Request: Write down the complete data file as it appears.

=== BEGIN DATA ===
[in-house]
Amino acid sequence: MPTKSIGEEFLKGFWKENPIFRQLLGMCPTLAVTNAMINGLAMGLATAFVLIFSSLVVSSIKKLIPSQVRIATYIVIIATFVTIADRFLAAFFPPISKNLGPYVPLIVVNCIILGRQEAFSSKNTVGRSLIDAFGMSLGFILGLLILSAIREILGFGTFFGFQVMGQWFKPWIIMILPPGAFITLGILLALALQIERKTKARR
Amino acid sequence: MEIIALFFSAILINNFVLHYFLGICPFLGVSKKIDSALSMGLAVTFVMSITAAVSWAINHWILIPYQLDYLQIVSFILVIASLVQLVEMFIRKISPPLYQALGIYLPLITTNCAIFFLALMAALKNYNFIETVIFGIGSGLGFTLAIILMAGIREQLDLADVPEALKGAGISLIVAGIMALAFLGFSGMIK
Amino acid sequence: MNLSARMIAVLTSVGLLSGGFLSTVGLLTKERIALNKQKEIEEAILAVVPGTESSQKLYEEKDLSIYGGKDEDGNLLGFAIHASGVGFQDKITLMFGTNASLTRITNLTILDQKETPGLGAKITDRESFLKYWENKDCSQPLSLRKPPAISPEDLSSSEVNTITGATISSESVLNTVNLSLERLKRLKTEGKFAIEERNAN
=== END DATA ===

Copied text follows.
[in-house]
Amino acid sequence: MPTKSIGEEFLKGFWKENPIFRQLLGMCPTLAVTNAMINGLAMGLATAFVLIFSSLVVSSIKKLIPSQVRIATYIVIIATFVTIADRFLAAFFPPISKNLGPYVPLIVVNCIILGRQEAFSSKNTVGRSLIDAFGMSLGFILGLLILSAIREILGFGTFFGFQVMGQWFKPWIIMILPPGAFITLGILLALALQIERKTKARR
Amino acid sequence: MEIIALFFSAILINNFVLHYFLGICPFLGVSKKIDSALSMGLAVTFVMSITAAVSWAINHWILIPYQLDYLQIVSFILVIASLVQLVEMFIRKISPPLYQALGIYLPLITTNCAIFFLALMAALKNYNFIETVIFGIGSGLGFTLAIILMAGIREQLDLADVPEALKGAGISLIVAGIMALAFLGFSGMIK
Amino acid sequence: MNLSARMIAVLTSVGLLSGGFLSTVGLLTKERIALNKQKEIEEAILAVVPGTESSQKLYEEKDLSIYGGKDEDGNLLGFAIHASGVGFQDKITLMFGTNASLTRITNLTILDQKETPGLGAKITDRESFLKYWENKDCSQPLSLRKPPAISPEDLSSSEVNTITGATISSESVLNTVNLSLERLKRLKTEGKFAIEERNAN